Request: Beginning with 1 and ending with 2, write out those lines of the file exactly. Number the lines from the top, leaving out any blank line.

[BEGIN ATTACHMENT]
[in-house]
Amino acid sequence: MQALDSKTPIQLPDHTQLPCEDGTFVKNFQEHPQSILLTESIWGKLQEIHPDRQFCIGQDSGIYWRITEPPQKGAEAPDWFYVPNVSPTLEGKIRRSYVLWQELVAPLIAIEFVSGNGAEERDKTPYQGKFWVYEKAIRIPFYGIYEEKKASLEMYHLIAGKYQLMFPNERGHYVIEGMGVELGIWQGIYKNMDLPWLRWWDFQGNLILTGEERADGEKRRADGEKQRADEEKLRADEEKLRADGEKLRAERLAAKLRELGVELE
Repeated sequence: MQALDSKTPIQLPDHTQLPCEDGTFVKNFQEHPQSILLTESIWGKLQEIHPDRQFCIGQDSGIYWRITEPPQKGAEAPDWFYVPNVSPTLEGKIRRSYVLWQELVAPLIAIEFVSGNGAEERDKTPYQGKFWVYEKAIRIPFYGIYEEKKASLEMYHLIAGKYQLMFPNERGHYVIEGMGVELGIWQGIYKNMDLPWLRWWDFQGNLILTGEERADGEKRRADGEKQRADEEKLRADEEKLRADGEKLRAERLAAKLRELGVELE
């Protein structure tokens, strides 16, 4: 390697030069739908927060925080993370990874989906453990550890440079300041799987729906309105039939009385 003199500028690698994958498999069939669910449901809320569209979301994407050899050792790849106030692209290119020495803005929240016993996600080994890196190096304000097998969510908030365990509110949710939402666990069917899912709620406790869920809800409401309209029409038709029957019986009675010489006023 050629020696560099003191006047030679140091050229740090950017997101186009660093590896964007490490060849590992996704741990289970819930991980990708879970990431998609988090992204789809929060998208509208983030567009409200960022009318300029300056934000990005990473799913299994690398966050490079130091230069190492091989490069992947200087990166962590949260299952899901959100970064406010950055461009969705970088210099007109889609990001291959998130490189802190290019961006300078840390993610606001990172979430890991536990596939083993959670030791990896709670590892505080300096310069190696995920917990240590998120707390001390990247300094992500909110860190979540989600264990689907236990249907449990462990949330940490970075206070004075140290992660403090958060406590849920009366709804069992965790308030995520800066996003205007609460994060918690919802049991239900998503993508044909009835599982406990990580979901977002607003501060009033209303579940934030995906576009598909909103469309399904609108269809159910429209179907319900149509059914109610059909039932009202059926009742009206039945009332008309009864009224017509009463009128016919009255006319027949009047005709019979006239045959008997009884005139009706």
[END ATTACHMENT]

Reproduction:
[in-house]
Amino acid sequence: MQALDSKTPIQLPDHTQLPCEDGTFVKNFQEHPQSILLTESIWGKLQEIHPDRQFCIGQDSGIYWRITEPPQKGAEAPDWFYVPNVSPTLEGKIRRSYVLWQELVAPLIAIEFVSGNGAEERDKTPYQGKFWVYEKAIRIPFYGIYEEKKASLEMYHLIAGKYQLMFPNERGHYVIEGMGVELGIWQGIYKNMDLPWLRWWDFQGNLILTGEERADGEKRRADGEKQRADEEKLRADEEKLRADGEKLRAERLAAKLRELGVELE